Do you give an option to a Covid- 19 patient to be treated by Allopathy, Ayurveda, Homeopathy, Sidha or Unani doctors? But it is a perfect strategy for the National Health Mission, which seems to have a cafeteria- like approach in giving choices to patients. Already, the Ayush Ministry has clarified that there is no antiviral drug it can offer, but only immuneboosters. Under modern medicine too, there are no antiviral drugs with proven impact yet.
The sheet anchor of treatment is preventing micro-clot formation and minimising the effect of immune reaction of the body to coronavirus called cytokine storm. Patients will have oxygen starvation and breathlessness in spite of supply of oxygen and use of ventilators. Salvaging from death is possible only by an efficient management of such serious complications. Imagine that role being entrusted to doctors who are not trained in modern medicine or gadgets.
All 94 doctors under the BBMP list, released on July 10, are non-allopathic, like ayurveda, unani, homoeopathy, yoga and naturopathy and dental graduates, except one MBBS doctor. The second day, there were 12 more MBBS doctors among the 200 selected. They are all paid a monthly salary of Rs 45,000 and will be posted at the BIEC Covid Care Centre. The reality is that except these 13 MBBS doctors, no one else is supposedly trained in giving an injection or a drip.
They are less skilled than a qualified nurse, leave alone managing ventilators and understanding ICU monitors. The blanket authorisation given by the BBMP to Ayush doctors to treat serious Covid cases should be condemned. Operation theatre technicians in Nepal are trained in anaesthesia skills. India also rolled out life-saving anaesthesia skills and emergency obstetrics care training to MBBS doctors to reduce maternal mortality.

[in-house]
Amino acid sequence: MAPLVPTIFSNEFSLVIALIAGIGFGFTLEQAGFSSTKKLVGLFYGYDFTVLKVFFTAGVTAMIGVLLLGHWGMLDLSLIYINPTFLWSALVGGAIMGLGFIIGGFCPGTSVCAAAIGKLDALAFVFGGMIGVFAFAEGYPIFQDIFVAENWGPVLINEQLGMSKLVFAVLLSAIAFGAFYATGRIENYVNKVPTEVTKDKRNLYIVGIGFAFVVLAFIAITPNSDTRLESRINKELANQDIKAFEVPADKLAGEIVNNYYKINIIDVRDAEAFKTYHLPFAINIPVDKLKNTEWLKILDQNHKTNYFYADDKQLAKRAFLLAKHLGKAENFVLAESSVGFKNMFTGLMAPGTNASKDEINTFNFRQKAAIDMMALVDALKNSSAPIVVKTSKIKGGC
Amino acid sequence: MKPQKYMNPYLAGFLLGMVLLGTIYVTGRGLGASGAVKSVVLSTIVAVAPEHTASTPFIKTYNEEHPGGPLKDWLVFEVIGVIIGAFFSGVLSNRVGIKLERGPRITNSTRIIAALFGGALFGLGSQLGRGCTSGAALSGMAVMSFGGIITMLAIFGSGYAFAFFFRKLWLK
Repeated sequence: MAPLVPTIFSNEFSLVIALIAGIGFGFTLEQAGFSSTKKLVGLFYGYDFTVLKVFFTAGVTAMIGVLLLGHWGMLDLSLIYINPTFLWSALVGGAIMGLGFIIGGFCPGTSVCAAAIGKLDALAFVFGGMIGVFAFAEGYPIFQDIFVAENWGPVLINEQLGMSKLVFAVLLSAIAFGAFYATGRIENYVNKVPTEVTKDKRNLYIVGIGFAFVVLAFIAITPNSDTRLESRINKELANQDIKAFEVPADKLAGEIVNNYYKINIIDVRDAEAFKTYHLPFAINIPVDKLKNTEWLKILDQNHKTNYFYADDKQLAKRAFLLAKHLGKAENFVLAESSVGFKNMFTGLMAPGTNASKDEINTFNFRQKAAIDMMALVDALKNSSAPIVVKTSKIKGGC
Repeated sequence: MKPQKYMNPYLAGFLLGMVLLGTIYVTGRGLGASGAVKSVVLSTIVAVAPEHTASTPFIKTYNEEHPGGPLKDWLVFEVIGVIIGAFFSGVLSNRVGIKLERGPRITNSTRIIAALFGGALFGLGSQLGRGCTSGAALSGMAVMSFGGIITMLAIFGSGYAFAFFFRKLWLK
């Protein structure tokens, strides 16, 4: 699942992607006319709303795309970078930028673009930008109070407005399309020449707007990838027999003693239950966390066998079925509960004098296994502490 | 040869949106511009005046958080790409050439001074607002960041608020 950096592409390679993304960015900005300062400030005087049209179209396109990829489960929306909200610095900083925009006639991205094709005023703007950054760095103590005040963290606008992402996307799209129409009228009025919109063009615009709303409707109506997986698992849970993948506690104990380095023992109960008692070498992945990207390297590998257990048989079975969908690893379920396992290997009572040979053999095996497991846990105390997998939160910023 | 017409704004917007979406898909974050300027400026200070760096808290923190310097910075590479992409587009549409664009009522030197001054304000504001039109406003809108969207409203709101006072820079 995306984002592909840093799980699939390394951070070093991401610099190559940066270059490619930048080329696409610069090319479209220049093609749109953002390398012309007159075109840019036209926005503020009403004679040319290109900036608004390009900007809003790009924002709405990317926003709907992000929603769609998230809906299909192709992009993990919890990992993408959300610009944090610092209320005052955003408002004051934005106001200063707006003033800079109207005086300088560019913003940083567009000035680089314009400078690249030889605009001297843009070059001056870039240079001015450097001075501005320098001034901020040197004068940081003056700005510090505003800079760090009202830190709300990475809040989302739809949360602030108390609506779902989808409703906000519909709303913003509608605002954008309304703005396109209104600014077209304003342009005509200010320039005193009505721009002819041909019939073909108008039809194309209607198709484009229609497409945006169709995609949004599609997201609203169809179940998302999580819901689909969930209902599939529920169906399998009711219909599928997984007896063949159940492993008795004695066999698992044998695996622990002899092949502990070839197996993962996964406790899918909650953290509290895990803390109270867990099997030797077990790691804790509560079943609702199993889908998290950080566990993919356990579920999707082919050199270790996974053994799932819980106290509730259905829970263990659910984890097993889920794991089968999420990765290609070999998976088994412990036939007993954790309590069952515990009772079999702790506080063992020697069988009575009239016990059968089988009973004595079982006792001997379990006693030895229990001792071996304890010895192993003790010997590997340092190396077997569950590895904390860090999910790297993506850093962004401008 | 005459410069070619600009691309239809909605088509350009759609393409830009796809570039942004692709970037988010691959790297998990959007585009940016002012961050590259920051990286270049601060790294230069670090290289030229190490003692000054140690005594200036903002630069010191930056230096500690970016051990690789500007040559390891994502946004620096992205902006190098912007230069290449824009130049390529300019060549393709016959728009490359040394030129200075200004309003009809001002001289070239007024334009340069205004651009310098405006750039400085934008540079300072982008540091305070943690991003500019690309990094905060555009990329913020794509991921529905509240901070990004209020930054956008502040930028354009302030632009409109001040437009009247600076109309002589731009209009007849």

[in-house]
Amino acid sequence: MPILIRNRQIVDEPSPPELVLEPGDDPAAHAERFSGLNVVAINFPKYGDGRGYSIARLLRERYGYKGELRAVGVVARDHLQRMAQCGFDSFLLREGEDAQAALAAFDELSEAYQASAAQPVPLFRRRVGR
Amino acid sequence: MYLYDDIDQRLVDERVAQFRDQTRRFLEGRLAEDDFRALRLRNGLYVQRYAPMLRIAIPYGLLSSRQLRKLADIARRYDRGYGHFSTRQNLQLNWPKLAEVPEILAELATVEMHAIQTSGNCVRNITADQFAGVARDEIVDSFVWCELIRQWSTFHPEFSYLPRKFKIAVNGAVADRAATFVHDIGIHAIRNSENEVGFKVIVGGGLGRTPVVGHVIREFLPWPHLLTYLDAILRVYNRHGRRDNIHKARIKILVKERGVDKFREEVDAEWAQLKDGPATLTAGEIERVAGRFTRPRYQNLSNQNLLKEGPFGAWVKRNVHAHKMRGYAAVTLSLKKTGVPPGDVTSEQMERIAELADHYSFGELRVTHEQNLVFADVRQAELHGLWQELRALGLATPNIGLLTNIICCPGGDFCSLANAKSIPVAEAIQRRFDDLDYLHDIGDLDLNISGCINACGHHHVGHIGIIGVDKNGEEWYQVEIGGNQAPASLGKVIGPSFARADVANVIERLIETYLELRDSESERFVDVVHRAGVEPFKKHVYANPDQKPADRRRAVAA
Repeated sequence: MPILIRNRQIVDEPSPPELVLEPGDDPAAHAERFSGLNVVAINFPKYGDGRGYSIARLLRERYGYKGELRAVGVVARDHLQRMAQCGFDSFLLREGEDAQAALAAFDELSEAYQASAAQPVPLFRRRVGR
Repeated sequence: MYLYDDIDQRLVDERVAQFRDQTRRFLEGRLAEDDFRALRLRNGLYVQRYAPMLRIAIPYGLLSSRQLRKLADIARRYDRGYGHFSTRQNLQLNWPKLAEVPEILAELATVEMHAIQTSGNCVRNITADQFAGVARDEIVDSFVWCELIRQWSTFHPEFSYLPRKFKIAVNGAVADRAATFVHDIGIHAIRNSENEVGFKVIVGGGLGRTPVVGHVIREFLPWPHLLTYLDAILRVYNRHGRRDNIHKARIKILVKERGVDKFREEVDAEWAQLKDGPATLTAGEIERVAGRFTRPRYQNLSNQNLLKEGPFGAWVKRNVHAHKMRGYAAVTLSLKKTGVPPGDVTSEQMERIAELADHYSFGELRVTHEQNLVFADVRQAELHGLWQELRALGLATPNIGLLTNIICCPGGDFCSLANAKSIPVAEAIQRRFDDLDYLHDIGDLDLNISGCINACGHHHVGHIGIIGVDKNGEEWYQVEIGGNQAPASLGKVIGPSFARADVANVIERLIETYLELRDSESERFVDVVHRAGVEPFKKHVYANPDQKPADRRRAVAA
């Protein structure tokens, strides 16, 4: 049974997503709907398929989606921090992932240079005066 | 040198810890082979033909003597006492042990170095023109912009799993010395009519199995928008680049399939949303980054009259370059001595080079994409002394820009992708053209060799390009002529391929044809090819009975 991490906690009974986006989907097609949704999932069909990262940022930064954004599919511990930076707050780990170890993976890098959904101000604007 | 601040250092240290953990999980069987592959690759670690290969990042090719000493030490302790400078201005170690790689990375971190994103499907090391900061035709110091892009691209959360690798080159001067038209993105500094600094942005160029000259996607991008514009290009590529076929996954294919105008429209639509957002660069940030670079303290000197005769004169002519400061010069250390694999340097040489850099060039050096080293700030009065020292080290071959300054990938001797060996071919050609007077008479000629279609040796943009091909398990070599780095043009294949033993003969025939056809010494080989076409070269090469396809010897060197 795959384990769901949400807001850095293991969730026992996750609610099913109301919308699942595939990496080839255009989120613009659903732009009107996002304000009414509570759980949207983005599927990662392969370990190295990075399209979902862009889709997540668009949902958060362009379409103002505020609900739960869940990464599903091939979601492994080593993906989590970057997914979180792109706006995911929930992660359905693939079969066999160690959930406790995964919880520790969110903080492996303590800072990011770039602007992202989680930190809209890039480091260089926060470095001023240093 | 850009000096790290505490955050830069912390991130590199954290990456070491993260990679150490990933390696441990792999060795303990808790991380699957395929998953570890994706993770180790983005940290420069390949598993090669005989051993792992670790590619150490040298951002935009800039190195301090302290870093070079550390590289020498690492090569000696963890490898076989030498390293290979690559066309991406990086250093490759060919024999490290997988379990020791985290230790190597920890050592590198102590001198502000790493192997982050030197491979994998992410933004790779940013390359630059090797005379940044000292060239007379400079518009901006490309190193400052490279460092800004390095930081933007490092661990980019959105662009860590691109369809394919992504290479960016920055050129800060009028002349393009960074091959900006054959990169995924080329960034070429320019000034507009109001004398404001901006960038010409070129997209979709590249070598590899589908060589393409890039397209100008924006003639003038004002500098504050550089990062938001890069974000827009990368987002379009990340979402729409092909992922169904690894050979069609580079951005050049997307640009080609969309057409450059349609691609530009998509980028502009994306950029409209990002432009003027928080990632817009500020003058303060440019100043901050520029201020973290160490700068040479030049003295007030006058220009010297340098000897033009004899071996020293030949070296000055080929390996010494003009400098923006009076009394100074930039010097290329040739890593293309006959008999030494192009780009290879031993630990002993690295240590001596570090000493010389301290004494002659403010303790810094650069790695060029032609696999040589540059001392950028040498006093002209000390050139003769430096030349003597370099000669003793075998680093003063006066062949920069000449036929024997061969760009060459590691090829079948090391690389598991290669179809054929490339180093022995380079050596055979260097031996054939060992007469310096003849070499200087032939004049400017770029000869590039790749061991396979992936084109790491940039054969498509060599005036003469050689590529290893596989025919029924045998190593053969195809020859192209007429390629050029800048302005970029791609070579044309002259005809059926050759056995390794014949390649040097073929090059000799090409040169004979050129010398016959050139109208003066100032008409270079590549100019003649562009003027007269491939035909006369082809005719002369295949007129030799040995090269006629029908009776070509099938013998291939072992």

These are skill upgradation of lower qualified staff to perform specific duties under supervision. But is it justified to get Ayush doctors to do clinical work and treat serious illnesses? A predecided treatment plan is entirely different from diagnosing complex medical conditions. Co-location and providing Ayush services is part of the NHM strategy. I am all for pluralism of therapies, but without crossing borders. Ayush doctors in many states under NHM funding are not practising what they are taught because of lack of drugs and other supplies.
In many states, Ayush doctors are deputed to mobile clinics and screening for congenital diseases, which they don’t know. Many Ayush doctors are on the payrolls of corporate hospitals, but they are mostly utilised in the night or off-duty hours. The unsuspecting public pay the same charges, which is exploitation. In many nursing homes, allopathic doctors submit affidavits saying they work there but don’t, and these facilities are totally run by Ayush doctors.
Someone needs to bell the cat. Health officials don’t give the approval to ‘single doctor nursing homes’ for want of additional doctors during off dutyhours, but ironically, the government runs institutions without qualified hands. Health can be a state subject, but not a state’s political decision. Why are IMA and Karnataka Association of Community Health silent? Do they approve of Ayush graduates managing serious Covid cases? Do Karnataka Technical Advisory Committee members support this move? They should convince the BBMP and state government to revise this decision.
What is the way out if MBBS doctors are reluctant to accept these posts? Raise the temporary emoluments to Rs 1 lakh and negotiate with doctors from private nursing homes that are closed. To offset the extra budget required, reduce the number of Ayush supportive doctors. If at all they are posted, they should be under the close supervision of MBBS doctors with a ratio of 1:3.
DR K R ANTONY
Former Health & Nutrition Specialist,UNICEF,India and Life Member of Indian Academy of Paediatrics, Indian Public Health Association, Public Health Resource Network